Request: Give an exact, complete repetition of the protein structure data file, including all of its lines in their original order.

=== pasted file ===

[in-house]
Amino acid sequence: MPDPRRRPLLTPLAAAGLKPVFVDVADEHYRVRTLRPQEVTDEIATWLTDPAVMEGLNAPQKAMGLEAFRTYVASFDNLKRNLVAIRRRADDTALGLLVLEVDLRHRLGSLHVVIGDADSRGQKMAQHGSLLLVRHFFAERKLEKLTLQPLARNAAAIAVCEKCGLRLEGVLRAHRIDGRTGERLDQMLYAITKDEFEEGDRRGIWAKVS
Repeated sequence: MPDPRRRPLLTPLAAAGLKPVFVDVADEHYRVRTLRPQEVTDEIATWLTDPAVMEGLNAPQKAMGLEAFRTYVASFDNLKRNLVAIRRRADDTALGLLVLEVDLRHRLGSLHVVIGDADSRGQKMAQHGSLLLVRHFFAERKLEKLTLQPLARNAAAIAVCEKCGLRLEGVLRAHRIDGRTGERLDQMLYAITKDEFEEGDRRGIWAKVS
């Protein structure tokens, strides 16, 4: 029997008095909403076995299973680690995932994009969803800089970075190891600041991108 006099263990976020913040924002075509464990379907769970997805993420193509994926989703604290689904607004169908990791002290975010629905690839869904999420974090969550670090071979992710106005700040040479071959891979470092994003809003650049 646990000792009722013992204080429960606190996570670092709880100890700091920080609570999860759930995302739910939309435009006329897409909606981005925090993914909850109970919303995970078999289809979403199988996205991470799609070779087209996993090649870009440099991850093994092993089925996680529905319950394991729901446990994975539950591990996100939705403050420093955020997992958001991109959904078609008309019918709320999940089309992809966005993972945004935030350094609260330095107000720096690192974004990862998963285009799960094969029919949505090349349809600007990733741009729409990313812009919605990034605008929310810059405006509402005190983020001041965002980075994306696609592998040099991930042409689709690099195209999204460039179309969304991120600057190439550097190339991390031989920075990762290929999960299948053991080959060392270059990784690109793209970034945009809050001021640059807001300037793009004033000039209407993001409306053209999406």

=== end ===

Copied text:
[in-house]
Amino acid sequence: MPDPRRRPLLTPLAAAGLKPVFVDVADEHYRVRTLRPQEVTDEIATWLTDPAVMEGLNAPQKAMGLEAFRTYVASFDNLKRNLVAIRRRADDTALGLLVLEVDLRHRLGSLHVVIGDADSRGQKMAQHGSLLLVRHFFAERKLEKLTLQPLARNAAAIAVCEKCGLRLEGVLRAHRIDGRTGERLDQMLYAITKDEFEEGDRRGIWAKVS
Repeated sequence: MPDPRRRPLLTPLAAAGLKPVFVDVADEHYRVRTLRPQEVTDEIATWLTDPAVMEGLNAPQKAMGLEAFRTYVASFDNLKRNLVAIRRRADDTALGLLVLEVDLRHRLGSLHVVIGDADSRGQKMAQHGSLLLVRHFFAERKLEKLTLQPLARNAAAIAVCEKCGLRLEGVLRAHRIDGRTGERLDQMLYAITKDEFEEGDRRGIWAKVS
């Protein structure tokens, strides 16, 4: 029997008095909403076995299973680690995932994009969803800089970075190891600041991108 006099263990976020913040924002075509464990379907769970997805993420193509994926989703604290689904607004169908990791002290975010629905690839869904999420974090969550670090071979992710106005700040040479071959891979470092994003809003650049 646990000792009722013992204080429960606190996570670092709880100890700091920080609570999860759930995302739910939309435009006329897409909606981005925090993914909850109970919303995970078999289809979403199988996205991470799609070779087209996993090649870009440099991850093994092993089925996680529905319950394991729901446990994975539950591990996100939705403050420093955020997992958001991109959904078609008309019918709320999940089309992809966005993972945004935030350094609260330095107000720096690192974004990862998963285009799960094969029919949505090349349809600007990733741009729409990313812009919605990034605008929310810059405006509402005190983020001041965002980075994306696609592998040099991930042409689709690099195209999204460039179309969304991120600057190439550097190339991390031989920075990762290929999960299948053991080959060392270059990784690109793209970034945009809050001021640059807001300037793009004033000039209407993001409306053209999406």